Sunday, May 19, 2024

Monday Mini-Reviews: A Weekend of Reading at State Track

 Reading at the state track meet has become something I truly look forward to each year.  I do watch the running, but I don't necessarily care about every race.  And since we are sitting there for HOURS at a time, I can generally get through a book each day.  

I started on Thursday with the new Sally Hepworth book, The Darling Girls.  I've read a few reviews on Instagram that have commented on the darkness of this one.  It does seem a bit darker than some of Hepworth's other books and if child abuse is a trigger for you, this may be one you skip.  However, it's a page-turner, and I appreciated that while I figured a few things out, much of it took twists I wasn't predicting.  She's an auto-read/auto-buy author for me and if you're looking for a fast novel of suspense, this is an enjoyable one.

On Friday I brought the newest Mary Kay Andrews novel along.  Summers at the Saint follows MKA's tried and true recipe: Southern setting, a little romance and a little suspense that generally is wrapped up neatly by book's end.  I always feel like a new MKA book each spring is the way I know summer is just around the corner.  I've had an ARC of this one for a while, and purposely waited until mid May before I let myself crack it open.  There are lots of characters in this one - and at the book's beginning it may be hard to see where things are going.  But,  as someone who has read all of Andrews' books, I knew it would all come together, and it did.  Although nearly 500 pages, it flew by.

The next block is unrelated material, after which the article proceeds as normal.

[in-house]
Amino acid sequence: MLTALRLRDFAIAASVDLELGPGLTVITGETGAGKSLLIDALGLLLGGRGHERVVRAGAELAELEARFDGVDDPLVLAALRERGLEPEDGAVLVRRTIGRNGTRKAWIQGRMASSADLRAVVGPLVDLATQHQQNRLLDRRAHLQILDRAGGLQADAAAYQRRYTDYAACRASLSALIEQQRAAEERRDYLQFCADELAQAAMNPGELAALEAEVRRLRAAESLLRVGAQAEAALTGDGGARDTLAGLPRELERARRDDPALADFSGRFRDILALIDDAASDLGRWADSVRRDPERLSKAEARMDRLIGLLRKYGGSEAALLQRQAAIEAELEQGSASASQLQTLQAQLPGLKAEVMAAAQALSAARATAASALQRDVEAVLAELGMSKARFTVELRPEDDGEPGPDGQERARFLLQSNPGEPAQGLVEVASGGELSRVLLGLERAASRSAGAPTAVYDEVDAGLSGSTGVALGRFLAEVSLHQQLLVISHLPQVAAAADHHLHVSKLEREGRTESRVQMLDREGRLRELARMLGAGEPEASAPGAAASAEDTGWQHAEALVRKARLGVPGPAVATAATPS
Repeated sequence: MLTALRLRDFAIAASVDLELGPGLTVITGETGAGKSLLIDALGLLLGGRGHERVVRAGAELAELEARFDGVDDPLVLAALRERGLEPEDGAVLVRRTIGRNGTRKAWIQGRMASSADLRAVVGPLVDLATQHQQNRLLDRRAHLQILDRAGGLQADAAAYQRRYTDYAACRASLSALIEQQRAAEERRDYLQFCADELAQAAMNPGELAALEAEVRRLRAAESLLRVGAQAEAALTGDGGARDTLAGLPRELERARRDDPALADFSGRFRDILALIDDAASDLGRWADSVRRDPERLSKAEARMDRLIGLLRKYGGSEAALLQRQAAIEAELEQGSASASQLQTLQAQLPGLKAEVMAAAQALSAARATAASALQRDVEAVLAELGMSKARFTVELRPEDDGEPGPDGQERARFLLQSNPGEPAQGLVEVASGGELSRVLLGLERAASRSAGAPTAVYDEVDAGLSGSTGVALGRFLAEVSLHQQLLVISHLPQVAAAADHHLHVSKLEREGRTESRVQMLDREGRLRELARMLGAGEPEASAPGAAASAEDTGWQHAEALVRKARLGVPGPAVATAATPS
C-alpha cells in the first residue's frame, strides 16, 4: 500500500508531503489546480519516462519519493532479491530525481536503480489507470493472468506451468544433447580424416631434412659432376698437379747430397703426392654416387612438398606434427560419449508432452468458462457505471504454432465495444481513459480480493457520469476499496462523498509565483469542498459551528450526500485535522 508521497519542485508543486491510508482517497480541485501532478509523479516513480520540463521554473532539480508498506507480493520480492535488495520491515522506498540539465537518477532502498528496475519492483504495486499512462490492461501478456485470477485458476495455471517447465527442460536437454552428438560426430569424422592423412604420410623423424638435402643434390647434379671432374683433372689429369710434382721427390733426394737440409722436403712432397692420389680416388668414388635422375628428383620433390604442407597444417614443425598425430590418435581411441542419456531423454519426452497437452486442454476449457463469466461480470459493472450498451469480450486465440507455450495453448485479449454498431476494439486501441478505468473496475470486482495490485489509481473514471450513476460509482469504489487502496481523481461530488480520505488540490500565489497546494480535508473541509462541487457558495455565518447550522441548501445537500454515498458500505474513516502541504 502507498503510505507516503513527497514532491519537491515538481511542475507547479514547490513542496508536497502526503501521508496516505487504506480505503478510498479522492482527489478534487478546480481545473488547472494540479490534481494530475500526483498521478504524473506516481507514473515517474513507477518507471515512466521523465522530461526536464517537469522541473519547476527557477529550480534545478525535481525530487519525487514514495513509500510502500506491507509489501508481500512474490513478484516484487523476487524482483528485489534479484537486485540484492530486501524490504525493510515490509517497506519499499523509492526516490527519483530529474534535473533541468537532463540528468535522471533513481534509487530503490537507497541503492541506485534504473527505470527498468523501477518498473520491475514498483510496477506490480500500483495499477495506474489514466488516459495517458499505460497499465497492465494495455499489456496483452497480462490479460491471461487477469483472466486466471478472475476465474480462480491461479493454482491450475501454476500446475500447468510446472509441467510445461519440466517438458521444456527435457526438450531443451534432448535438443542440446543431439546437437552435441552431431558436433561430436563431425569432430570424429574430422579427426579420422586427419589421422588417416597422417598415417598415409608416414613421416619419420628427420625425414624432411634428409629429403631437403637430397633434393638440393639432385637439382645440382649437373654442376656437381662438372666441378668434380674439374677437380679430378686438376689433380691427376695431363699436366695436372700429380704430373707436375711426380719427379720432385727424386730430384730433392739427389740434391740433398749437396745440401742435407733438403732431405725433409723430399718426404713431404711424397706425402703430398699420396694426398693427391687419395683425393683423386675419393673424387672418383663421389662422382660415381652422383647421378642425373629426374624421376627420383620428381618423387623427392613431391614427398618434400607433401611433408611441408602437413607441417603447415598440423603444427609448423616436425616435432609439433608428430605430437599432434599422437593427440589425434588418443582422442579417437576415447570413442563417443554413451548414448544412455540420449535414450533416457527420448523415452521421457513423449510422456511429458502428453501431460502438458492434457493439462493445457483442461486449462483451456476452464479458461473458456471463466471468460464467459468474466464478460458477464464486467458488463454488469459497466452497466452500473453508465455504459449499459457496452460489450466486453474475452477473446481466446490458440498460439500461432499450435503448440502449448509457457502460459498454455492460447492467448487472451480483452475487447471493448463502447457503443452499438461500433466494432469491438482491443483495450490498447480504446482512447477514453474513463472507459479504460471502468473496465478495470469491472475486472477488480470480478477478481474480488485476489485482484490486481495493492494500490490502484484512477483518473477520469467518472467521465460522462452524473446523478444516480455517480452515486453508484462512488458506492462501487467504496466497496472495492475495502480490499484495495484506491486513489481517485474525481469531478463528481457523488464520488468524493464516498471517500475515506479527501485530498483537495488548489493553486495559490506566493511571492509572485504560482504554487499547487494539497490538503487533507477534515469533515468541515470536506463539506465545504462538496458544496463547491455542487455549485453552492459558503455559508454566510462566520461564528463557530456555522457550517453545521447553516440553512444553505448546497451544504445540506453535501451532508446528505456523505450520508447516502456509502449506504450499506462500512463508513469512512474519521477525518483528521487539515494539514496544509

And finally, on Saturday I brought along Crow Talk by Eileen Garvin.  I purposely went into this one blind.  I didn't even let myself read the inside flap.  Initially I thought I had picked up an historical fiction book, but it is set in 1998 and since that doesn't seem all that long ago to me, I've decided we'll call it realistic fiction. I not only loved the time period, but I also loved the Pacific Northwest setting and Frankie's fascination on crows.  Although not my favorite bird, I do have a better appreciation of them after reading this.  I also loved the friendship between Frankie and Anne which was slow to start in the beginning, but deepened as the two lonely women got to know each other.  Frankie was spending the summer in her family's cabin while trying to sort out finishing her masters degree after making her advisor angry, while Anne has arrived with her husband, Tim, and young son who at the age of five has become nonverbal.  This is one I easily rated five stars on Goodreads.

I've still got a couple weeks of school left - and plenty to do before I'm done for the year.  Reading time won't be abundant until my last day is over, but I feel lucky I had time to get some great book in this past weekend.

1 comment:

Mystica said...

Three very diverse books. Thanks for the reviews